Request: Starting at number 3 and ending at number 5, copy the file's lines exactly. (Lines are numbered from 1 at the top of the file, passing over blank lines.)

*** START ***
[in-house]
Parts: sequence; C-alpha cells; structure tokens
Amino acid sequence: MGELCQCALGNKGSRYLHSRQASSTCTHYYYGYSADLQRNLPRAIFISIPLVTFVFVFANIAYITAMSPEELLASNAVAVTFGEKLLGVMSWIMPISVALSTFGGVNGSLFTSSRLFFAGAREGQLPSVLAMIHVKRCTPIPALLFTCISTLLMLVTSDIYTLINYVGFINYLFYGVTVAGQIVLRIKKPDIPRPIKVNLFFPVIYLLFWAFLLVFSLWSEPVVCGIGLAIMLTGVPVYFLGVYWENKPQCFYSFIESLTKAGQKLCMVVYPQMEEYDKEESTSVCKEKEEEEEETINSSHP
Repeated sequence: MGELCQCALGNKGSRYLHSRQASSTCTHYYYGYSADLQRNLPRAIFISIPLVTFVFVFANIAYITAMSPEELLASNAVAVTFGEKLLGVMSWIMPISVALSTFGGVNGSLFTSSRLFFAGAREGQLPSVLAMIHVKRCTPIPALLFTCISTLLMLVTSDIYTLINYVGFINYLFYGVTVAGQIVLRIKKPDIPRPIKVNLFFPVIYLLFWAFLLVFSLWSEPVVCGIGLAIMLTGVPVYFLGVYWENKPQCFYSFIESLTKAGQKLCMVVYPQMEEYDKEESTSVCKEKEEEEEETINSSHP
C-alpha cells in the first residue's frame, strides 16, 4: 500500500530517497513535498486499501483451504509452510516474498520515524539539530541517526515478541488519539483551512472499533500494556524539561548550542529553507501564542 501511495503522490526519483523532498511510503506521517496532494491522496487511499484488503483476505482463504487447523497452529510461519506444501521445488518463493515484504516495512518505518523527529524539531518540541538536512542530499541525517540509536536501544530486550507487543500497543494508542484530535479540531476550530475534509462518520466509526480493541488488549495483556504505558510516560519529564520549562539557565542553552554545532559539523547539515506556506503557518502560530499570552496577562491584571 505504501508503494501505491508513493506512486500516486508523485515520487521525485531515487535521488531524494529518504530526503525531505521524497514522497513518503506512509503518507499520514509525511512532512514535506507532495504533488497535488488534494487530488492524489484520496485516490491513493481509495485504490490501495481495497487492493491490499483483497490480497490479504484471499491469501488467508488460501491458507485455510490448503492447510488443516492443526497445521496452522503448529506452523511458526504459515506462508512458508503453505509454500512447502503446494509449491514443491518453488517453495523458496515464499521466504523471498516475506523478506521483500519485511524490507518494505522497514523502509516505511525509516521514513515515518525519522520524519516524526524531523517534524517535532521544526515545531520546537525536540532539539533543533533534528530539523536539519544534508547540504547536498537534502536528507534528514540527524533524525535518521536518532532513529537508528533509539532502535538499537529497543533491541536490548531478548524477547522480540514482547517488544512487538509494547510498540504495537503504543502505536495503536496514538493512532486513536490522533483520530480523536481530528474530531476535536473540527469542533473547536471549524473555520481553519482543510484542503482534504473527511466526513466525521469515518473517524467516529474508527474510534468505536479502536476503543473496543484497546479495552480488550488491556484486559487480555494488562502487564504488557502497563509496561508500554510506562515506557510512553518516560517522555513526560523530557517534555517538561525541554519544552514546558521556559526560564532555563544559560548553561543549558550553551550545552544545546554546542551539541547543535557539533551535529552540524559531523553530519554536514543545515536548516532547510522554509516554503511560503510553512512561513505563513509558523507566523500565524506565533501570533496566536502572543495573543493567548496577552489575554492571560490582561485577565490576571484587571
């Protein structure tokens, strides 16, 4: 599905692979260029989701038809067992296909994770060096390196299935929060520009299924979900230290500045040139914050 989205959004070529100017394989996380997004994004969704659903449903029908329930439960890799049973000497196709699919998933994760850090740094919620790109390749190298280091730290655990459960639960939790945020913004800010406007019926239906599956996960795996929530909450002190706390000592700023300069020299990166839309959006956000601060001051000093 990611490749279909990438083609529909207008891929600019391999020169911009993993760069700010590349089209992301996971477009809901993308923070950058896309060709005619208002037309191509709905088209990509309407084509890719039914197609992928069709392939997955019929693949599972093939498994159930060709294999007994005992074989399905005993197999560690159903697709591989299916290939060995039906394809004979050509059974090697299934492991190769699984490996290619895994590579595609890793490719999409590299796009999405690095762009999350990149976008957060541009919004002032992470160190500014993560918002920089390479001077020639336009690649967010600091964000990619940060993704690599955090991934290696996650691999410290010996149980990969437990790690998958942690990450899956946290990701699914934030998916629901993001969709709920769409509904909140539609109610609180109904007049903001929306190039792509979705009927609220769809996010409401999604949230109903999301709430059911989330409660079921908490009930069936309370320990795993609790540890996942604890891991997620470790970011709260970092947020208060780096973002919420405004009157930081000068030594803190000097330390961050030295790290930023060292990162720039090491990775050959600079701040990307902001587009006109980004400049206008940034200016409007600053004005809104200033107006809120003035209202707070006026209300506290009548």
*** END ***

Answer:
Amino acid sequence: MGELCQCALGNKGSRYLHSRQASSTCTHYYYGYSADLQRNLPRAIFISIPLVTFVFVFANIAYITAMSPEELLASNAVAVTFGEKLLGVMSWIMPISVALSTFGGVNGSLFTSSRLFFAGAREGQLPSVLAMIHVKRCTPIPALLFTCISTLLMLVTSDIYTLINYVGFINYLFYGVTVAGQIVLRIKKPDIPRPIKVNLFFPVIYLLFWAFLLVFSLWSEPVVCGIGLAIMLTGVPVYFLGVYWENKPQCFYSFIESLTKAGQKLCMVVYPQMEEYDKEESTSVCKEKEEEEEETINSSHP
Repeated sequence: MGELCQCALGNKGSRYLHSRQASSTCTHYYYGYSADLQRNLPRAIFISIPLVTFVFVFANIAYITAMSPEELLASNAVAVTFGEKLLGVMSWIMPISVALSTFGGVNGSLFTSSRLFFAGAREGQLPSVLAMIHVKRCTPIPALLFTCISTLLMLVTSDIYTLINYVGFINYLFYGVTVAGQIVLRIKKPDIPRPIKVNLFFPVIYLLFWAFLLVFSLWSEPVVCGIGLAIMLTGVPVYFLGVYWENKPQCFYSFIESLTKAGQKLCMVVYPQMEEYDKEESTSVCKEKEEEEEETINSSHP
C-alpha cells in the first residue's frame, strides 16, 4: 500500500530517497513535498486499501483451504509452510516474498520515524539539530541517526515478541488519539483551512472499533500494556524539561548550542529553507501564542 501511495503522490526519483523532498511510503506521517496532494491522496487511499484488503483476505482463504487447523497452529510461519506444501521445488518463493515484504516495512518505518523527529524539531518540541538536512542530499541525517540509536536501544530486550507487543500497543494508542484530535479540531476550530475534509462518520466509526480493541488488549495483556504505558510516560519529564520549562539557565542553552554545532559539523547539515506556506503557518502560530499570552496577562491584571 505504501508503494501505491508513493506512486500516486508523485515520487521525485531515487535521488531524494529518504530526503525531505521524497514522497513518503506512509503518507499520514509525511512532512514535506507532495504533488497535488488534494487530488492524489484520496485516490491513493481509495485504490490501495481495497487492493491490499483483497490480497490479504484471499491469501488467508488460501491458507485455510490448503492447510488443516492443526497445521496452522503448529506452523511458526504459515506462508512458508503453505509454500512447502503446494509449491514443491518453488517453495523458496515464499521466504523471498516475506523478506521483500519485511524490507518494505522497514523502509516505511525509516521514513515515518525519522520524519516524526524531523517534524517535532521544526515545531520546537525536540532539539533543533533534528530539523536539519544534508547540504547536498537534502536528507534528514540527524533524525535518521536518532532513529537508528533509539532502535538499537529497543533491541536490548531478548524477547522480540514482547517488544512487538509494547510498540504495537503504543502505536495503536496514538493512532486513536490522533483520530480523536481530528474530531476535536473540527469542533473547536471549524473555520481553519482543510484542503482534504473527511466526513466525521469515518473517524467516529474508527474510534468505536479502536476503543473496543484497546479495552480488550488491556484486559487480555494488562502487564504488557502497563509496561508500554510506562515506557510512553518516560517522555513526560523530557517534555517538561525541554519544552514546558521556559526560564532555563544559560548553561543549558550553551550545552544545546554546542551539541547543535557539533551535529552540524559531523553530519554536514543545515536548516532547510522554509516554503511560503510553512512561513505563513509558523507566523500565524506565533501570533496566536502572543495573543493567548496577552489575554492571560490582561485577565490576571484587571